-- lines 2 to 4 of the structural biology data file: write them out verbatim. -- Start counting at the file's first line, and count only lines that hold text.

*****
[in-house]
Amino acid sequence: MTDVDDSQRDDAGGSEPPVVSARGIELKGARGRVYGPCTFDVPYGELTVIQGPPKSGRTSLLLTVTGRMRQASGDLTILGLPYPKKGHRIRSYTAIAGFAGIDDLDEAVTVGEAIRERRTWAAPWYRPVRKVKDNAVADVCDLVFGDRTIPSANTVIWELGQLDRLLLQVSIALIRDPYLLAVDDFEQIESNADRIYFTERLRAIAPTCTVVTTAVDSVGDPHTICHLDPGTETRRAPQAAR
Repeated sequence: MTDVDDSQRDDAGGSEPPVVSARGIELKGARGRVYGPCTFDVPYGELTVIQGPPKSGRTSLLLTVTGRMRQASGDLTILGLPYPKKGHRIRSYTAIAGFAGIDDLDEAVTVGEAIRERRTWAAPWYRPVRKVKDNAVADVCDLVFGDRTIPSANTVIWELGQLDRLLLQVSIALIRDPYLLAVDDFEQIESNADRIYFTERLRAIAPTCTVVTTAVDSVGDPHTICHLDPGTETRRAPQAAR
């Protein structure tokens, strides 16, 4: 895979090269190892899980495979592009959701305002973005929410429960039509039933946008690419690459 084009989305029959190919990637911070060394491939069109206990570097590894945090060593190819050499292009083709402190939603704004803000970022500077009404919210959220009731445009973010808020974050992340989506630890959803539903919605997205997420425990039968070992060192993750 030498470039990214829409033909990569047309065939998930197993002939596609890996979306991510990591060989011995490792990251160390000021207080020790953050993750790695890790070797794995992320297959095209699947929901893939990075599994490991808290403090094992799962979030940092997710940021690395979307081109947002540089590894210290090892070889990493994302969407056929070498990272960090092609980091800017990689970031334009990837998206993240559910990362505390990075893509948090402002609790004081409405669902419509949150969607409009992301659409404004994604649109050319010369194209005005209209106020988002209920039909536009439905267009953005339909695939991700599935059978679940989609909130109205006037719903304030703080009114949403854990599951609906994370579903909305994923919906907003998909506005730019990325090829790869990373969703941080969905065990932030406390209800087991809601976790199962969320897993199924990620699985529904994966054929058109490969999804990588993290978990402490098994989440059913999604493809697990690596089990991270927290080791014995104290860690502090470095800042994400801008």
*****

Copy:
Amino acid sequence: MTDVDDSQRDDAGGSEPPVVSARGIELKGARGRVYGPCTFDVPYGELTVIQGPPKSGRTSLLLTVTGRMRQASGDLTILGLPYPKKGHRIRSYTAIAGFAGIDDLDEAVTVGEAIRERRTWAAPWYRPVRKVKDNAVADVCDLVFGDRTIPSANTVIWELGQLDRLLLQVSIALIRDPYLLAVDDFEQIESNADRIYFTERLRAIAPTCTVVTTAVDSVGDPHTICHLDPGTETRRAPQAAR
Repeated sequence: MTDVDDSQRDDAGGSEPPVVSARGIELKGARGRVYGPCTFDVPYGELTVIQGPPKSGRTSLLLTVTGRMRQASGDLTILGLPYPKKGHRIRSYTAIAGFAGIDDLDEAVTVGEAIRERRTWAAPWYRPVRKVKDNAVADVCDLVFGDRTIPSANTVIWELGQLDRLLLQVSIALIRDPYLLAVDDFEQIESNADRIYFTERLRAIAPTCTVVTTAVDSVGDPHTICHLDPGTETRRAPQAAR
């Protein structure tokens, strides 16, 4: 895979090269190892899980495979592009959701305002973005929410429960039509039933946008690419690459 084009989305029959190919990637911070060394491939069109206990570097590894945090060593190819050499292009083709402190939603704004803000970022500077009404919210959220009731445009973010808020974050992340989506630890959803539903919605997205997420425990039968070992060192993750 030498470039990214829409033909990569047309065939998930197993002939596609890996979306991510990591060989011995490792990251160390000021207080020790953050993750790695890790070797794995992320297959095209699947929901893939990075599994490991808290403090094992799962979030940092997710940021690395979307081109947002540089590894210290090892070889990493994302969407056929070498990272960090092609980091800017990689970031334009990837998206993240559910990362505390990075893509948090402002609790004081409405669902419509949150969607409009992301659409404004994604649109050319010369194209005005209209106020988002209920039909536009439905267009953005339909695939991700599935059978679940989609909130109205006037719903304030703080009114949403854990599951609906994370579903909305994923919906907003998909506005730019990325090829790869990373969703941080969905065990932030406390209800087991809601976790199962969320897993199924990620699985529904994966054929058109490969999804990588993290978990402490098994989440059913999604493809697990690596089990991270927290080791014995104290860690502090470095800042994400801008």